MathOverflow is a question and answer site for professional mathematicians. Join them; it only takes a minute:

Sign up
Here's how it works:
  1. Anybody can ask a question
  2. Anybody can answer
  3. The best answers are voted up and rise to the top

I have a fully connected graph $G=(V,E)$ with $n$ vertices. The edge weights $w(e)$ with $e\in E$ are non-negative and form a metric space (e.g. Hamming distance), thus for vertices $v,u,y \in V$, we have $w(v,y) \leq w(v,u)+w(u,y)$.
However, it is expensive to calculate $w(\cdot)$.

My question is, is there an algorithm that can calculate the minimum spanning tree, without calculating all $n(n-1)/2$ edge weights?

share|cite|improve this question
Is the graph directed? $\:$ If no, then there are only $(n\cdot (n\hspace{-0.04 in}-\hspace{-0.05 in}1))/2$ edge weights. $\;\;\;\;$ – Ricky Demer Mar 26 '14 at 14:09
@Ricky Demer $w$ seems to be a metric and a metric is symmetric, so there should indeed only be $n \cdot (n-1) / 2$ edge weights. – Andre Holzner Mar 26 '14 at 16:15
@RickyDemer: Indeed. Fixed. – Adi Shavit Mar 26 '14 at 18:11
up vote 7 down vote accepted

In general the triangle inequality will not help. To see this, recall that the minimum spanning tree depends only on the relative order of the weights. Take an arbitrary MST problem and scale all the weights to lie in $[2,3]$. Now the triangle inequality is satisfied but the MST is the same.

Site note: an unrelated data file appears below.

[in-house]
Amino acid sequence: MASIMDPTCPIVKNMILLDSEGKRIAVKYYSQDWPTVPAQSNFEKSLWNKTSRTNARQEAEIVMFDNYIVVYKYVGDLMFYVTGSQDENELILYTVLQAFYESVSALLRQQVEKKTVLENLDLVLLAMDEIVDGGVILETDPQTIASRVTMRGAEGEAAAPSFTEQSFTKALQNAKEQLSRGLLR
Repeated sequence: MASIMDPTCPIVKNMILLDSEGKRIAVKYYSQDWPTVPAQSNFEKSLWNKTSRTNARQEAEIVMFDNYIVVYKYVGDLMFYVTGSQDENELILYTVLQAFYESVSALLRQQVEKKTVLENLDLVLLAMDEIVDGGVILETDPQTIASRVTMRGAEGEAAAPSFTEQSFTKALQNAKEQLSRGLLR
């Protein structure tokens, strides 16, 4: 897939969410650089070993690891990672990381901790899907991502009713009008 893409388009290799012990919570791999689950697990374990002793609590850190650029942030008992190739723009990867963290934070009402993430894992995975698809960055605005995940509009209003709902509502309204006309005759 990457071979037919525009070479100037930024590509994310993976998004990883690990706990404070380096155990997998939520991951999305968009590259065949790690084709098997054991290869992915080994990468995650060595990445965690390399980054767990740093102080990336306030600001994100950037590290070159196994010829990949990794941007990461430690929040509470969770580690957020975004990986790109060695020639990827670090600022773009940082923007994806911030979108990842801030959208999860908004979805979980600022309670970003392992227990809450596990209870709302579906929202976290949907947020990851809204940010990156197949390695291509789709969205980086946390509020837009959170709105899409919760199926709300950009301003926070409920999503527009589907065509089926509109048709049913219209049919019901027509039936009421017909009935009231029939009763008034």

To put it another way, if in your problem the edge weights all happen to lie in $[2,3]$, you must find the weight of every edge since the one you didn't find the weight of can still be the smallest no matter what the weights of all the other edges are.

On the other hand, I can imagine a heuristic that accumulates lower bounds and often argues itself out of computing weights of some edges in practical problems. It just can't guarantee to perform better than standard algorithms in the worst case.

share|cite|improve this answer

Your Answer


By posting your answer, you agree to the privacy policy and terms of service.

Not the answer you're looking for? Browse other questions tagged or ask your own question.